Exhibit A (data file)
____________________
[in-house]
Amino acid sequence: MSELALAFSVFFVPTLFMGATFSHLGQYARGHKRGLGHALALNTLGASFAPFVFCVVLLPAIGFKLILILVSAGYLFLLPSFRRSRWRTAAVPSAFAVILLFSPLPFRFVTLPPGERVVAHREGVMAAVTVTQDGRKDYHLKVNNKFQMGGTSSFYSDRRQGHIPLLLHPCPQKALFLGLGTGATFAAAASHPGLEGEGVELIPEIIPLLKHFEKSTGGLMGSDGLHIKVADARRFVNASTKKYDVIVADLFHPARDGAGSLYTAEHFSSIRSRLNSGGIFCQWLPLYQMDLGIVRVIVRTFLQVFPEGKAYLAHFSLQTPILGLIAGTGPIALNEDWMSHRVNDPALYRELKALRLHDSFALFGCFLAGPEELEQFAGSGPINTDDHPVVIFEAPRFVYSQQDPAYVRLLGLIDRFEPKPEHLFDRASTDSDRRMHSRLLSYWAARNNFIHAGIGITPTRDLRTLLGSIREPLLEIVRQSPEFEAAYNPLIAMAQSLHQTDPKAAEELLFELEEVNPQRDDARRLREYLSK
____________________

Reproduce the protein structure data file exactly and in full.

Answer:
[in-house]
Amino acid sequence: MSELALAFSVFFVPTLFMGATFSHLGQYARGHKRGLGHALALNTLGASFAPFVFCVVLLPAIGFKLILILVSAGYLFLLPSFRRSRWRTAAVPSAFAVILLFSPLPFRFVTLPPGERVVAHREGVMAAVTVTQDGRKDYHLKVNNKFQMGGTSSFYSDRRQGHIPLLLHPCPQKALFLGLGTGATFAAAASHPGLEGEGVELIPEIIPLLKHFEKSTGGLMGSDGLHIKVADARRFVNASTKKYDVIVADLFHPARDGAGSLYTAEHFSSIRSRLNSGGIFCQWLPLYQMDLGIVRVIVRTFLQVFPEGKAYLAHFSLQTPILGLIAGTGPIALNEDWMSHRVNDPALYRELKALRLHDSFALFGCFLAGPEELEQFAGSGPINTDDHPVVIFEAPRFVYSQQDPAYVRLLGLIDRFEPKPEHLFDRASTDSDRRMHSRLLSYWAARNNFIHAGIGITPTRDLRTLLGSIREPLLEIVRQSPEFEAAYNPLIAMAQSLHQTDPKAAEELLFELEEVNPQRDDARRLREYLSK